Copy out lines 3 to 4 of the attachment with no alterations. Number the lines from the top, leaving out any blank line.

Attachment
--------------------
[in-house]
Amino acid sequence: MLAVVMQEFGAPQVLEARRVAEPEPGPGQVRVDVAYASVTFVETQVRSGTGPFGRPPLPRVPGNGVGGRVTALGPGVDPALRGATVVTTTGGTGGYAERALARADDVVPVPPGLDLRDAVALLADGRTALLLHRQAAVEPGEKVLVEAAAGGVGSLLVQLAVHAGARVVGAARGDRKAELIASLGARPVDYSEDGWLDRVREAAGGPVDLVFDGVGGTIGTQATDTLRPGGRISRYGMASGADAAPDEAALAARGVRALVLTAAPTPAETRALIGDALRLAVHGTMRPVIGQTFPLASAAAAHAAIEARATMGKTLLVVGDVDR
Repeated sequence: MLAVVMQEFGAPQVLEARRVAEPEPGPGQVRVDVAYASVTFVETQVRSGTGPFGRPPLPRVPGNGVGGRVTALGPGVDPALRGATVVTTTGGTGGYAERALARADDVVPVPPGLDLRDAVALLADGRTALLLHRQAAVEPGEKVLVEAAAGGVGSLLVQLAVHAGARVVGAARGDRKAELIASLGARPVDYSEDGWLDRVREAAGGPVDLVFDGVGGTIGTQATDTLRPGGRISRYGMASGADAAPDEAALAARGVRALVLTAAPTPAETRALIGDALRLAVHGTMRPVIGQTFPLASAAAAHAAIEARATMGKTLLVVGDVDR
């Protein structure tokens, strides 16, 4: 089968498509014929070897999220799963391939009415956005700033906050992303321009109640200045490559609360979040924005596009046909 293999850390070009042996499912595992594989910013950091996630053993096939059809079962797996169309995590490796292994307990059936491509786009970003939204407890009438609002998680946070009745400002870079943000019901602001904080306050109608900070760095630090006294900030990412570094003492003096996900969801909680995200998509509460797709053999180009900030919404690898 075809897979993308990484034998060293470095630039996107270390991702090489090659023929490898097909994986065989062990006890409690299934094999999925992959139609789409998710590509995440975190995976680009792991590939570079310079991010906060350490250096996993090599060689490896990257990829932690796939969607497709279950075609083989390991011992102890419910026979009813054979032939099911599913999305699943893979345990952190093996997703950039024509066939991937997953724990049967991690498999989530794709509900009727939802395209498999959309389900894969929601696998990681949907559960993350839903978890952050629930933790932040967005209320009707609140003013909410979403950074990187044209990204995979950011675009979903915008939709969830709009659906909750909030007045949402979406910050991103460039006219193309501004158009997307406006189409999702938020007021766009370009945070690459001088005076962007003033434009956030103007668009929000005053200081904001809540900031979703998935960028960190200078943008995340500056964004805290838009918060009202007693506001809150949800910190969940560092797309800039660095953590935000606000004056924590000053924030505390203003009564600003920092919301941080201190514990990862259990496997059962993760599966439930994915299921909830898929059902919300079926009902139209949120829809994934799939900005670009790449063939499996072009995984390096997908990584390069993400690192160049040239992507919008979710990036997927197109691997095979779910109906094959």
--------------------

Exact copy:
Repeated sequence: MLAVVMQEFGAPQVLEARRVAEPEPGPGQVRVDVAYASVTFVETQVRSGTGPFGRPPLPRVPGNGVGGRVTALGPGVDPALRGATVVTTTGGTGGYAERALARADDVVPVPPGLDLRDAVALLADGRTALLLHRQAAVEPGEKVLVEAAAGGVGSLLVQLAVHAGARVVGAARGDRKAELIASLGARPVDYSEDGWLDRVREAAGGPVDLVFDGVGGTIGTQATDTLRPGGRISRYGMASGADAAPDEAALAARGVRALVLTAAPTPAETRALIGDALRLAVHGTMRPVIGQTFPLASAAAAHAAIEARATMGKTLLVVGDVDR
């Protein structure tokens, strides 16, 4: 089968498509014929070897999220799963391939009415956005700033906050992303321009109640200045490559609360979040924005596009046909 293999850390070009042996499912595992594989910013950091996630053993096939059809079962797996169309995590490796292994307990059936491509786009970003939204407890009438609002998680946070009745400002870079943000019901602001904080306050109608900070760095630090006294900030990412570094003492003096996900969801909680995200998509509460797709053999180009900030919404690898 075809897979993308990484034998060293470095630039996107270390991702090489090659023929490898097909994986065989062990006890409690299934094999999925992959139609789409998710590509995440975190995976680009792991590939570079310079991010906060350490250096996993090599060689490896990257990829932690796939969607497709279950075609083989390991011992102890419910026979009813054979032939099911599913999305699943893979345990952190093996997703950039024509066939991937997953724990049967991690498999989530794709509900009727939802395209498999959309389900894969929601696998990681949907559960993350839903978890952050629930933790932040967005209320009707609140003013909410979403950074990187044209990204995979950011675009979903915008939709969830709009659906909750909030007045949402979406910050991103460039006219193309501004158009997307406006189409999702938020007021766009370009945070690459001088005076962007003033434009956030103007668009929000005053200081904001809540900031979703998935960028960190200078943008995340500056964004805290838009918060009202007693506001809150949800910190969940560092797309800039660095953590935000606000004056924590000053924030505390203003009564600003920092919301941080201190514990990862259990496997059962993760599966439930994915299921909830898929059902919300079926009902139209949120829809994934799939900005670009790449063939499996072009995984390096997908990584390069993400690192160049040239992507919008979710990036997927197109691997095979779910109906094959």